How openness to trade rescued the Irish economy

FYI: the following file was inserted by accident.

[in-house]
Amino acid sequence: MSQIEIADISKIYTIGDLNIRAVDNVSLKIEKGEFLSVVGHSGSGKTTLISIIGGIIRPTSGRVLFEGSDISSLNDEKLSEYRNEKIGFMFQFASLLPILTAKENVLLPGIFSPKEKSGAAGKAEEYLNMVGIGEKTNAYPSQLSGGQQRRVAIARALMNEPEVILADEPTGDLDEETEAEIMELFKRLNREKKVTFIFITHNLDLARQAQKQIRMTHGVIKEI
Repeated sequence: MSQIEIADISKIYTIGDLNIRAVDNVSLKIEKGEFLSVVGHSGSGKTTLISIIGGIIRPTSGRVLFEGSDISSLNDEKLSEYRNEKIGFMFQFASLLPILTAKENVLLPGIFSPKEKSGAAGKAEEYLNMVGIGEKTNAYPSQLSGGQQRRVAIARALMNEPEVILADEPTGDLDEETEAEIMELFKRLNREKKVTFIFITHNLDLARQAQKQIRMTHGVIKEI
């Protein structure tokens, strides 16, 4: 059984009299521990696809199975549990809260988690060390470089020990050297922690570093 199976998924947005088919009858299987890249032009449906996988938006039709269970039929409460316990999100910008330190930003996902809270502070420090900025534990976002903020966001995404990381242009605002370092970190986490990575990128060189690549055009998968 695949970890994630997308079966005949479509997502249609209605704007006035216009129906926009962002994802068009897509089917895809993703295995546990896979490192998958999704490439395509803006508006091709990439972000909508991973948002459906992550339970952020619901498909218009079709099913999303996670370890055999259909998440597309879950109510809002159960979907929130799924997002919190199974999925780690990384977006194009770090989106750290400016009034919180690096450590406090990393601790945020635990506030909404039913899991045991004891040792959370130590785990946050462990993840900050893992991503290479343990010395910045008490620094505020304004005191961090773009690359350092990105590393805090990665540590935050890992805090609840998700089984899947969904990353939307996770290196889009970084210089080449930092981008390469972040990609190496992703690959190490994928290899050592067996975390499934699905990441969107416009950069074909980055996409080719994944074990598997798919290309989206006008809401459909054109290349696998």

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In this paper we examine the performance of the Irish economy over the period 2008 to 2014. In particular we examine whether the recovery observed was due to the successful adoption of structural reforms in labour and product markets or whether the improved performance was due to a rebalancing of the Irish economy, post 2008, away from the disproportionate influence of the construction (non-tradable) sector and back to the more productive tradable sector? Prior to 2007 had seen the emergence of a significant, property-related credit boom which resulted in the Irish economy being increasingly influenced by the non-tradable sector. This was in sharp contrast to the earlier period of the Celtic tiger, which had mainly relied on export-orientated growth. We use a small open economy DSGE model with a tradable and a non-tradable sector to examine this issue. Our results suggest that the financial crisis acted as a rebalancing mechanism for the Irish economy, with the tradable sector contracting less and recovering quicker than the non-tradable sector. Our model-based simulations indicate that the Irish recovery is mostly export-driven with structural reforms playing a very minor role in stimulating growth in the immediate period after the crisis.